The e-commerce sector is booming and along with it the competition is getting more and more aggressive. Ruthless competition demands a great deal of effort and the need for a more persistent attitude towards work increases.
Amazon has for long been seen as a giant in the sector and a firm which is undergoing constant expansion at a quick pace. But it turns out that this quick-paced surge upwards is creating a work culture which is taking a toll on the employees.
Ruthless competition and long hours
New recruits are told to shed poor habits from previous jobs. For eg, if someone runs into 'a wall', ie, a problem, the only option is to climb the wall. The company takes pride in overturning workplace conventions and terms it as being 'peculiar'.
Employees are encouraged to tear apart ideas of colleagues in meetings and work long hours with e-mails, even those arriving past midnight, expecting an instant response. An internal phone directory allows employees to send secret feedback to bosses about colleagues, which has, of course, led to the creation of a hostile environment.
No consideration for personal crisis
Among new recruits, the winners are those who bring in innovations which can collect 'small fortunes', while the losers quit or are fired in an annual culling session. Many with cancer, miscarriages and other personal issues are pushed out rather than given time to recover.
Current employees defend work culture
Founder Jeff Bezos rejects many of the popular management bromides that others at least make an effort towards and workers are pushed constantly towards what they call Bezos' ever-expanding ambitions. The recruiters defend the culture by saying, "When you're shooting for the moon, the nature of the work is really challenging. For some people it doesn't work."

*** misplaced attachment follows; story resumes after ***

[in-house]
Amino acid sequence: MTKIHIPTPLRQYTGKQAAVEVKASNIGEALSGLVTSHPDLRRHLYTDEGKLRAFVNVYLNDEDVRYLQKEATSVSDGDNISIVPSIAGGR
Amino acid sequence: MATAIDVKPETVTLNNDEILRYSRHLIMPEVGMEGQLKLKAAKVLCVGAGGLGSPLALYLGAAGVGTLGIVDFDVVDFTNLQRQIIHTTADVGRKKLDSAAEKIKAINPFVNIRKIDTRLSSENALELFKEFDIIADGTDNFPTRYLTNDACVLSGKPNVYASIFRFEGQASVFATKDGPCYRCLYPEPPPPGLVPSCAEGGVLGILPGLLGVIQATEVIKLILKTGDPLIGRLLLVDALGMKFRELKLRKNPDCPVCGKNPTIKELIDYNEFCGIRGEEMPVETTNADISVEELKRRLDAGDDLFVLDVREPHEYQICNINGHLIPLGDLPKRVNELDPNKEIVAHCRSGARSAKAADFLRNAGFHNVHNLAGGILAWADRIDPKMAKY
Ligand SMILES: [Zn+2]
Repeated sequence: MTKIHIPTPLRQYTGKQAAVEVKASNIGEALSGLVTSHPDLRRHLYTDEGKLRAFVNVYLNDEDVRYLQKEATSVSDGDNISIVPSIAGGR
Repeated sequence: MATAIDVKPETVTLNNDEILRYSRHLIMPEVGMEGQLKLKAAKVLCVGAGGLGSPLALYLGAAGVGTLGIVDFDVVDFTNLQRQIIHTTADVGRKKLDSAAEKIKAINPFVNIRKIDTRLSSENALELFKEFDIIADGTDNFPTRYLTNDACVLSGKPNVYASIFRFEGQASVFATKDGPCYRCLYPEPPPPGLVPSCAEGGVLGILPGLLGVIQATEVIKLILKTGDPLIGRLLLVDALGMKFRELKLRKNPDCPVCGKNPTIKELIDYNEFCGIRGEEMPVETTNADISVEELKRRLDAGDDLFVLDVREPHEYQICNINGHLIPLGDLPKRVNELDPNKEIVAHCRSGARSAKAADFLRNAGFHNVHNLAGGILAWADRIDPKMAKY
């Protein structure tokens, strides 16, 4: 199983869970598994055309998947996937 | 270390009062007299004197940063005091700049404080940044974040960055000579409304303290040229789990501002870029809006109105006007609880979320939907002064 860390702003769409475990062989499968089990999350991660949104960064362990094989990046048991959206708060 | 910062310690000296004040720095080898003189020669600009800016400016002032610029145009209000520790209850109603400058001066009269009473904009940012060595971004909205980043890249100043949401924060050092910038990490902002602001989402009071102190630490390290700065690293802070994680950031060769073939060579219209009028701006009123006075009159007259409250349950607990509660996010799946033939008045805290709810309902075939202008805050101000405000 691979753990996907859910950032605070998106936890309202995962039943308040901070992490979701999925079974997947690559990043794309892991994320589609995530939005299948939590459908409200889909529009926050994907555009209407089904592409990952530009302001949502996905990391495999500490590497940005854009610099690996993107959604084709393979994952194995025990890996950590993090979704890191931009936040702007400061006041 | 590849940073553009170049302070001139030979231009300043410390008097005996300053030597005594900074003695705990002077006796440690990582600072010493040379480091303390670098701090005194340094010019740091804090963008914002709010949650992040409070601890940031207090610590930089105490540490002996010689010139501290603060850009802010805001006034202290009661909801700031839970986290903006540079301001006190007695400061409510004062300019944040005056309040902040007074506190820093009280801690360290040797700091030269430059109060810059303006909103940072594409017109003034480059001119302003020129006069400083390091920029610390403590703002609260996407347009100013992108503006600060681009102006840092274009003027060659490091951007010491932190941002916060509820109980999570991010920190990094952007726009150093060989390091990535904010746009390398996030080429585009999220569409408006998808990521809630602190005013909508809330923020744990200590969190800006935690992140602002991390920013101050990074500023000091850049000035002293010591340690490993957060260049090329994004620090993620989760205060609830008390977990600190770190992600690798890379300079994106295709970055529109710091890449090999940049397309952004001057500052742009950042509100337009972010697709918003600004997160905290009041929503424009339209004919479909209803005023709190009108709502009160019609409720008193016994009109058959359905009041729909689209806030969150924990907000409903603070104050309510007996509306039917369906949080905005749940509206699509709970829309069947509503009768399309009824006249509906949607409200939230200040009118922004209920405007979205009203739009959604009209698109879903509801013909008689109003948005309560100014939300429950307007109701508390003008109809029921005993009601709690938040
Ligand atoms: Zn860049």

Bo Olson stayed for less then two years, and like many others he saw people crying in the office. "You walk out of a conference room and you'll see a grown man covering his face," Olson said. "Nearly every person I worked with, I saw cry at their desk," he revealed.
Secrecy comes first
While Amazon's achievements are not hidden, the functioning inside the Amazon campus is shrouded in mystery. Secrecy is a norm with even low-level employees required to sign a confidentiality agreement. Only a handful of people are allowed to speak to the media, and that too includes outright rejection of requests for an audience with Bezos.
Ahead of the curve?
Some say that Amazon has just been early in embracing a work culture that other firms are taking up now. A consultant said, "Organizations are turning up the dial, pushing their teams to do more for less money, either to keep up with the competition or just stay ahead of the executioner's blade."
Many of those who work at Amazon said that it had given them a new energy and a hunger to achieve more. One new recruit said that he left his old lumbering job in favour of a gritty and fast Amazon. "Conflict brings about innovation," he said.
No meals or cash handouts
While Facebook and Google motivate employees with perks like meals and cash handouts to new parents, Amazon does not adhere to any such measure. Here customer satisfaction, or "customer obsession" as Amazonians put it, is the priority. Bezos says that if they become like Microsoft, which he calls a country club, Amazon will die.